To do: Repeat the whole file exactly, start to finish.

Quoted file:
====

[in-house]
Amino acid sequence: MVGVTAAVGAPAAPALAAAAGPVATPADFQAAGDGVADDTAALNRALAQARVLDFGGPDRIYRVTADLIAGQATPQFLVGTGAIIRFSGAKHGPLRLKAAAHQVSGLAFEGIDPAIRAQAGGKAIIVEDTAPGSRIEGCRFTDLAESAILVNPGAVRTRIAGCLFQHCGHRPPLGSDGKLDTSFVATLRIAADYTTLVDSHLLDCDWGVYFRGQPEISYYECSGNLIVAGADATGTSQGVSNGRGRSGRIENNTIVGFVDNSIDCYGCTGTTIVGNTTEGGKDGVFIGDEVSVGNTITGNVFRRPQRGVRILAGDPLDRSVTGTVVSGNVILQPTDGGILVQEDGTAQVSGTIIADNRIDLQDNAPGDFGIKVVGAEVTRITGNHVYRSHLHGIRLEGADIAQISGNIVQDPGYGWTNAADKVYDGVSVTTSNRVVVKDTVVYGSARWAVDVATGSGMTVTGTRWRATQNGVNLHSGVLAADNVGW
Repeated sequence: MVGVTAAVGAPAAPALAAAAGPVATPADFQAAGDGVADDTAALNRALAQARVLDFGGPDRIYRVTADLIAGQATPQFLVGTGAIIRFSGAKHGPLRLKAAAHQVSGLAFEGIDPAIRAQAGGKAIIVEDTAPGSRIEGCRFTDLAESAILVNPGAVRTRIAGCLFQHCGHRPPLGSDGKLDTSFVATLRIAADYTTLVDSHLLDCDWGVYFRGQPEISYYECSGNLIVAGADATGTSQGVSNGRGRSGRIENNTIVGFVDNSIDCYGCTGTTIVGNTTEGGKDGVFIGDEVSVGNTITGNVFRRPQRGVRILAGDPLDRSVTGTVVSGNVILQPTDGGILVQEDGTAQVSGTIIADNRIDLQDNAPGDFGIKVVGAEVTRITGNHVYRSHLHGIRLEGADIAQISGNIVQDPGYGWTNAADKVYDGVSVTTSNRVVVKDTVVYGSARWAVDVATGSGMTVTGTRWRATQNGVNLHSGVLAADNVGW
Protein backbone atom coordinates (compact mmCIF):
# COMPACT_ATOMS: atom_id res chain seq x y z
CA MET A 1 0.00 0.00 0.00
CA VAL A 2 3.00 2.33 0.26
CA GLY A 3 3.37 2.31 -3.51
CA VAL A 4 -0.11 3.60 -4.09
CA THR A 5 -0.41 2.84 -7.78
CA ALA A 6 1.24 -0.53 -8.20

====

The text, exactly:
[in-house]
Amino acid sequence: MVGVTAAVGAPAAPALAAAAGPVATPADFQAAGDGVADDTAALNRALAQARVLDFGGPDRIYRVTADLIAGQATPQFLVGTGAIIRFSGAKHGPLRLKAAAHQVSGLAFEGIDPAIRAQAGGKAIIVEDTAPGSRIEGCRFTDLAESAILVNPGAVRTRIAGCLFQHCGHRPPLGSDGKLDTSFVATLRIAADYTTLVDSHLLDCDWGVYFRGQPEISYYECSGNLIVAGADATGTSQGVSNGRGRSGRIENNTIVGFVDNSIDCYGCTGTTIVGNTTEGGKDGVFIGDEVSVGNTITGNVFRRPQRGVRILAGDPLDRSVTGTVVSGNVILQPTDGGILVQEDGTAQVSGTIIADNRIDLQDNAPGDFGIKVVGAEVTRITGNHVYRSHLHGIRLEGADIAQISGNIVQDPGYGWTNAADKVYDGVSVTTSNRVVVKDTVVYGSARWAVDVATGSGMTVTGTRWRATQNGVNLHSGVLAADNVGW
Repeated sequence: MVGVTAAVGAPAAPALAAAAGPVATPADFQAAGDGVADDTAALNRALAQARVLDFGGPDRIYRVTADLIAGQATPQFLVGTGAIIRFSGAKHGPLRLKAAAHQVSGLAFEGIDPAIRAQAGGKAIIVEDTAPGSRIEGCRFTDLAESAILVNPGAVRTRIAGCLFQHCGHRPPLGSDGKLDTSFVATLRIAADYTTLVDSHLLDCDWGVYFRGQPEISYYECSGNLIVAGADATGTSQGVSNGRGRSGRIENNTIVGFVDNSIDCYGCTGTTIVGNTTEGGKDGVFIGDEVSVGNTITGNVFRRPQRGVRILAGDPLDRSVTGTVVSGNVILQPTDGGILVQEDGTAQVSGTIIADNRIDLQDNAPGDFGIKVVGAEVTRITGNHVYRSHLHGIRLEGADIAQISGNIVQDPGYGWTNAADKVYDGVSVTTSNRVVVKDTVVYGSARWAVDVATGSGMTVTGTRWRATQNGVNLHSGVLAADNVGW
Protein backbone atom coordinates (compact mmCIF):
# COMPACT_ATOMS: atom_id res chain seq x y z
CA MET A 1 0.00 0.00 0.00
CA VAL A 2 3.00 2.33 0.26
CA GLY A 3 3.37 2.31 -3.51
CA VAL A 4 -0.11 3.60 -4.09
CA THR A 5 -0.41 2.84 -7.78
CA ALA A 6 1.24 -0.53 -8.20